Don't Miss
 

Boulevard – Review

 
 
Overview
 

Release Date: 10 July 2015
 
Director: Dito Montiel
 
Writer: Douglas Soesbe
 
Cast: Robin Williams - Roberto Aguire - Kathy Baker
 
Direction
 
 
 
 
 


 
Writing
 
 
 
 
 


 
Performance
 
 
 
 
 


 
Sound & Music
 
 
 
 
 


 
Cinematography
 
 
 
 
 


 
Editing
 
 
 
 
 


 
Visual Effects
 
 
 
 
 


 
Total Score
 
 
 
 
 
3/5


User Rating
no ratings yet

 


0
Posted August 24, 2015 by

 
Full Article
 
 

Boulevard Review:

The death of Robin Williams took a lot of people by surprise. A perennial comedian whose occasional forays into serious roles were hit-and-miss, was a favourite among the young and old. His final live action film, ‘Boulevard’, was released posthumously in many festivals before getting a limited release in the US.

Boulevard’ is a melancholic feature focused on Nolan Mack (Williams) trying desperately to break free of the secret in his life. He’s lived with it for so long, it’s become a part of him, but on one particular day, when he drives down a different road, he decides to experience life as it should have been.

Nolan’s secret is made evident in the trailer, but I think the film would have achieved greater depth had we been kept guessing.

The mise-en-scène of the film is typical of this kind of story, full of muted colours, night shots, lonesome shots, aimless drives. The music is soothing and non-intrusive. The injections of levity are few and far between, but vital in lifting the spirit of the film and the audience.

I’m glad this film didn’t have Montiel’s usual flashbacks. I’ve seen two of his other films, ‘Empire State’ and ‘A Guide to Recognizing Your Saints’, and both included significant flashbacks. This film feels tangibly different from the other two. ‘Empire State’ was woeful story-telling, but managed to be incredibly entertaining, while ‘Saints’, which will always be memorable to me because of that ridiculously emotional kitchen scene with Robert Downey Jr., has some of this film’s wistfulness, and a whole lot more drama.

Speaking of drama, this film lacks any of it. It all moves along at an even pace. There’s something so familiar about this film that it’s hard to appreciate the effort that’s gone into it. We have an inkling how it will all end; we can predict the next scene’s outcome. It’s not for lack of trying on the actors’ and director’s part – but it’s just flat for the most part.

Williams puts in a subdued performance, believable as a man downtrodden by his own secret and the facade he has been putting up every day for over 25 years. Baker, as his resigned, lacklustre wife, is capable in her curtailed screen time. She falters only at the end, when she should have been giving her all.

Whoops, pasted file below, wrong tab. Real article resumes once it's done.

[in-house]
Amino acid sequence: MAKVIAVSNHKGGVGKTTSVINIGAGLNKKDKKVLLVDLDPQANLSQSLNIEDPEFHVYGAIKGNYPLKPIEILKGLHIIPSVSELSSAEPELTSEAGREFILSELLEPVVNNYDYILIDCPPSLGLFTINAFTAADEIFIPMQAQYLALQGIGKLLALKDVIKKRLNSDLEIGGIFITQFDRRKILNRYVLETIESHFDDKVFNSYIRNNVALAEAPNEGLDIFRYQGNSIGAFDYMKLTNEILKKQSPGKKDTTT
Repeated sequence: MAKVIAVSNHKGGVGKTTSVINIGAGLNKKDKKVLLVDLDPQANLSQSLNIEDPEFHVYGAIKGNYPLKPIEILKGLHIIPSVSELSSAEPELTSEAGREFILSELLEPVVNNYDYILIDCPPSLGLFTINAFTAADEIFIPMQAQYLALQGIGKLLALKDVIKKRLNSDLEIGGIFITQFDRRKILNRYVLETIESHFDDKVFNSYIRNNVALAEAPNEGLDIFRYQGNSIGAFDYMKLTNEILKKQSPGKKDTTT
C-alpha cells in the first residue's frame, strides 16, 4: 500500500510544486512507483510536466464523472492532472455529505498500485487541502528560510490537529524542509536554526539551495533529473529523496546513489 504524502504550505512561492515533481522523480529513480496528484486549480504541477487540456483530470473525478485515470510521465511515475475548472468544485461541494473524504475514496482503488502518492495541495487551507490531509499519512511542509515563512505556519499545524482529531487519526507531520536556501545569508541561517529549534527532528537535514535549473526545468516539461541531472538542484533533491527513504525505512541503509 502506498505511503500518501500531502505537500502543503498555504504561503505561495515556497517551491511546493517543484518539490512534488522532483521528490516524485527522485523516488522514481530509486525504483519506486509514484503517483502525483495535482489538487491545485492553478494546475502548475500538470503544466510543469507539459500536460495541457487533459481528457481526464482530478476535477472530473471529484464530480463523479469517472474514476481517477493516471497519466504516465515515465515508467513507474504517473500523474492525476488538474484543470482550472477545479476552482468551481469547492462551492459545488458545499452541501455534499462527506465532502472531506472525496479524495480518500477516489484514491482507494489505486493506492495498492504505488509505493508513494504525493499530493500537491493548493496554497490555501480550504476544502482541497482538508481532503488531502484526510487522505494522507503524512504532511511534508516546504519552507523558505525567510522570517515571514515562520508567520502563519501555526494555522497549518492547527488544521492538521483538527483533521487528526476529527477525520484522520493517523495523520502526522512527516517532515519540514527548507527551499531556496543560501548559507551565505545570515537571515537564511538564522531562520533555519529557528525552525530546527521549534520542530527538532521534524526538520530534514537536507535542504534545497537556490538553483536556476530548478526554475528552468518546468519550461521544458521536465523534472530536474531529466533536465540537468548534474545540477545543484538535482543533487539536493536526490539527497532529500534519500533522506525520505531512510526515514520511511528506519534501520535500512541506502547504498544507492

The stand out, for the most part, was the young (or at least I think he’s young) Aguire. As Leo the hustler, his expression of resignation given any and every circumstance seemed utterly believable. The tension between him and Williams was often palpable – and one couldn’t help but wonder what was going on in the boy’s head as Nolan vents his emotions and sometimes his rage.

The overwhelming melancholy of the film suited its theme, which made the ending feel completely out of place, tonally that is. We do not begrudge the characters their final decisions, in fact, we can’t help but wonder what it may have been like had they made these choices earlier in their lives. However, it is so cheery that it feels unrealistic. Not everything falls into place that easily.

While watching ‘Boulevard’, I kept thinking back to ‘The Beginners’, a film that could have faded from memory but crops up from time to time, simply because all the melancholia was suffered by the straight guy, while the dying gay man was surrounded by brightness and light and cheerful hopefulness. It’s not the most accomplished film, but it gave us a new perspective on how to frame different relationships.

There’s a lot that ‘Boulevard’ could have achieved, but it comes across as hum-drum. Which seems to be Montiel’s signature style. This film isn’t impactful and is unlikely to be memorable. It may just continue in memory as a fitting swan song for Williams.

 

Read Similar Articles?…

[Review] – ‘Dark Places’
[Review] – ‘The Face of an Angel’
[Review] – ‘The Seventh Son’

Reviews | Joint Reviews | Articles | Debates | Promotions | Interviews |

Written by:

GetAttachment.aspx

Lestat de Lioncourt
Random Thoughts – Lestat’s Blog
@EnsignLestat58
Freelance Contributor

Join The Debate! Leave us a comment…


0 Comments



Be the first to comment!


Leave a Response


(required)


This site uses Akismet to reduce spam. Learn how your comment data is processed.